Since plans for a new Sam’s Club in Hemet have collapsed, the old Wal-Mart building across from Hemet Valley Mall — where the warehouse club store would have been built — now sits boarded up and empty with its fate undecided.

Wal-Mart, the parent company of the popular warehouse store, has announced that plans to build Sam’s Club have been abandoned to focus on other stores in the region. Store officials said they are actively trying to sell the Hemet property.

The Arkansas-based retailer announced in early 2005 a plan to tear down an existing, former Wal-Mart discount store on Florida Avenue, near Gilmore Street. A new Wal-Mart Supercenter opened on Sanderson Avenue in 2004 and Wal-Mart proposed a new 135,000-square-foot Sam’s Club to replace the old store. Sam’s Club would sell food and general merchandise and feature a 12-pump gas station.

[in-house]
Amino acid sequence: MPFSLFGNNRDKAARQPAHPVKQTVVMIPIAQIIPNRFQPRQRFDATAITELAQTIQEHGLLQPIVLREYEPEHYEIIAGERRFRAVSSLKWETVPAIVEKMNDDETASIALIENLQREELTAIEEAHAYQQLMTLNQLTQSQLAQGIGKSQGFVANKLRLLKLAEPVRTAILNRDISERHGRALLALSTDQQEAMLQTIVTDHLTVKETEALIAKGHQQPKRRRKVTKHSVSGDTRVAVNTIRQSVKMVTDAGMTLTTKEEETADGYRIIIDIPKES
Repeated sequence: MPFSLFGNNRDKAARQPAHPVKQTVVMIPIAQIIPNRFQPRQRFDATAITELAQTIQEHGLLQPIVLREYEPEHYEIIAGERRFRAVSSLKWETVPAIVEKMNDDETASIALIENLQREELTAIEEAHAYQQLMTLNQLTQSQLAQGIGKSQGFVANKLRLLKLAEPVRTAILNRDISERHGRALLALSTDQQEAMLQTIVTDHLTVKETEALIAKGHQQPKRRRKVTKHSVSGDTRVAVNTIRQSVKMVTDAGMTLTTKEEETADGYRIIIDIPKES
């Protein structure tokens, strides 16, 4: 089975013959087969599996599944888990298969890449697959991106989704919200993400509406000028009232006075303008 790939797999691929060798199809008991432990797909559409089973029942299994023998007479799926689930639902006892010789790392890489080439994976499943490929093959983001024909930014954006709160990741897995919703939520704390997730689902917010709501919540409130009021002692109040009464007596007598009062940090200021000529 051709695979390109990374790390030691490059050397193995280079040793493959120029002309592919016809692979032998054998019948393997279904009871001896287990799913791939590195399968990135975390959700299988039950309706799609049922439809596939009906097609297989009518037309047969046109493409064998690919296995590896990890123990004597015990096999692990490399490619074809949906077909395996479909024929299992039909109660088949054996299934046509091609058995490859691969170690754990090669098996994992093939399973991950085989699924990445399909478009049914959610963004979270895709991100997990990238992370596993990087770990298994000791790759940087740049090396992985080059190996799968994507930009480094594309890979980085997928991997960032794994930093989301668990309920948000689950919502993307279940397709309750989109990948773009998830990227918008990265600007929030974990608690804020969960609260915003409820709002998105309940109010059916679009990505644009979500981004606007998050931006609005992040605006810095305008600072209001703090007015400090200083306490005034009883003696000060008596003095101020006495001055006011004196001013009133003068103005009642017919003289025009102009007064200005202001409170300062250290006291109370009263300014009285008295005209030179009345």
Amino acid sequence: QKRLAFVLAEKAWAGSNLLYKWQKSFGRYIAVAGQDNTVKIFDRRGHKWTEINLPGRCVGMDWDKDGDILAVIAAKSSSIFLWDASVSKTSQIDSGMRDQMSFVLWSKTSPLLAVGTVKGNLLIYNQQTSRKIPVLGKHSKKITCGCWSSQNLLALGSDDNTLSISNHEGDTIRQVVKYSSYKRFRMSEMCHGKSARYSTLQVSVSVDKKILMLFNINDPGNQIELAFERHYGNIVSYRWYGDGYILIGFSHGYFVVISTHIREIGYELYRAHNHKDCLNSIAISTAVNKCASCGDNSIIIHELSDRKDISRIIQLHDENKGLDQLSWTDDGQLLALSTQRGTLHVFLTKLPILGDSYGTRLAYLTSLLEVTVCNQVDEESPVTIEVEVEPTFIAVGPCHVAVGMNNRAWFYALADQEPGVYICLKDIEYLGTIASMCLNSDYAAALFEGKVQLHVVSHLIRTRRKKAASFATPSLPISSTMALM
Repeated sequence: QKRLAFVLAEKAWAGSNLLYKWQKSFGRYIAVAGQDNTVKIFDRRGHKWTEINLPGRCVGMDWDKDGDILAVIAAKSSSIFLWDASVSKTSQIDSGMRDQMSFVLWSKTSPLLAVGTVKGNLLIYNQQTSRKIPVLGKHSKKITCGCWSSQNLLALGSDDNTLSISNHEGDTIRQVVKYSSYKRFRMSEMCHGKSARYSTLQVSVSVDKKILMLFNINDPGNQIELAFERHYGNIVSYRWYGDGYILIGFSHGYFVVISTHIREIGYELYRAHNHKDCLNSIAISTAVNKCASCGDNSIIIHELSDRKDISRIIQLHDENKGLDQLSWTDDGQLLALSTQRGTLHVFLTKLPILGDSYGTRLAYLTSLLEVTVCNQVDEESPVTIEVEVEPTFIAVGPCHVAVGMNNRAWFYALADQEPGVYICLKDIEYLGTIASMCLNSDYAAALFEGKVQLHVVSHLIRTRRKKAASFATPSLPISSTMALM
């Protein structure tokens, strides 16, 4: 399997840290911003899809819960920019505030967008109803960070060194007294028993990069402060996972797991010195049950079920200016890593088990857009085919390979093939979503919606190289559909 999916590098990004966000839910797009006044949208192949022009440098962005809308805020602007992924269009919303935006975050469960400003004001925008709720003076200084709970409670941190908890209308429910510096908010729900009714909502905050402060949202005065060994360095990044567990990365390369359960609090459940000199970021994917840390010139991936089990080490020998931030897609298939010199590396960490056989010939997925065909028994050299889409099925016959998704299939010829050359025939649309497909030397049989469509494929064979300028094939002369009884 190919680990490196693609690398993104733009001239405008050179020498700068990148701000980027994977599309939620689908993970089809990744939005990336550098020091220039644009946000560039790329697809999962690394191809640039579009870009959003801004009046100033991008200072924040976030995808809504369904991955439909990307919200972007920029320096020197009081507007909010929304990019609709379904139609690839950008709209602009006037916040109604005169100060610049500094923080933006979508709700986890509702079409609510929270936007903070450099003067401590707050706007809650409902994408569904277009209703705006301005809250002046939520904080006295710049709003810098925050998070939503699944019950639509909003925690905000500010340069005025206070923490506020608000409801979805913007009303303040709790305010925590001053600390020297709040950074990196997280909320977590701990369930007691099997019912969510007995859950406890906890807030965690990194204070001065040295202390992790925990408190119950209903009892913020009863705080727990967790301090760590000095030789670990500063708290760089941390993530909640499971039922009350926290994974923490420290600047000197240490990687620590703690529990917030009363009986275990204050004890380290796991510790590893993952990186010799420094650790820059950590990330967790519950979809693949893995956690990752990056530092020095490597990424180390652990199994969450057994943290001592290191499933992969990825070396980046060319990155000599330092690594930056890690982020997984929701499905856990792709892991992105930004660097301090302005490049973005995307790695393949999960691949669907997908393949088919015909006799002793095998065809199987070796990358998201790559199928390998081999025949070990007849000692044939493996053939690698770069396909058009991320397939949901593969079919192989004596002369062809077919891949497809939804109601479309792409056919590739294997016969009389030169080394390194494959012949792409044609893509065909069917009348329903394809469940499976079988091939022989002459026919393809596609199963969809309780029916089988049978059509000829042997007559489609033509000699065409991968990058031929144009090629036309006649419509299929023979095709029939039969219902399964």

The company was first going to tear down the old store and build a new one for Sam’s Club and later planned to convert the old building into a new store.

No construction has occurred since.

What is happening in Hemet should serve as a cautionary tale for other Inland cities dealing with Wal-Mart and other big box stores, said Al Norman, of Greenfield, Mass., a national critic of Wal-Mart for more than a decade.

“After seeing what Wal-Mart did, what it did to Hemet, leaving it at the altar, you probably don’t want to deal with that sort of entity anymore,” Norman said.

Norman, who protested plans to build a Wal-Mart Supercenter in Hemet, said the city should have set up contingency plans or demanded demolition bond money for the old Wal-Mart building before allowing construction of the Supercenter.

“Hemet said yes to a superstore, over the objections of its residents … and they are reaping the results,” he said. “An empty building nearly the size of three football fields along one of its main commercial corridors.”

Mayor Marc Searl, who was not on the City Council when the Supercenter was approved, said he was disappointed with the decision to not build Sam’s Club.

“They did not deal with us in good faith,” Searl said. “I think their intention was not to put a Sam’s Club there.”

He said what happened is likely to encourage the city to look at its rules to prevent a similar situation in the future.

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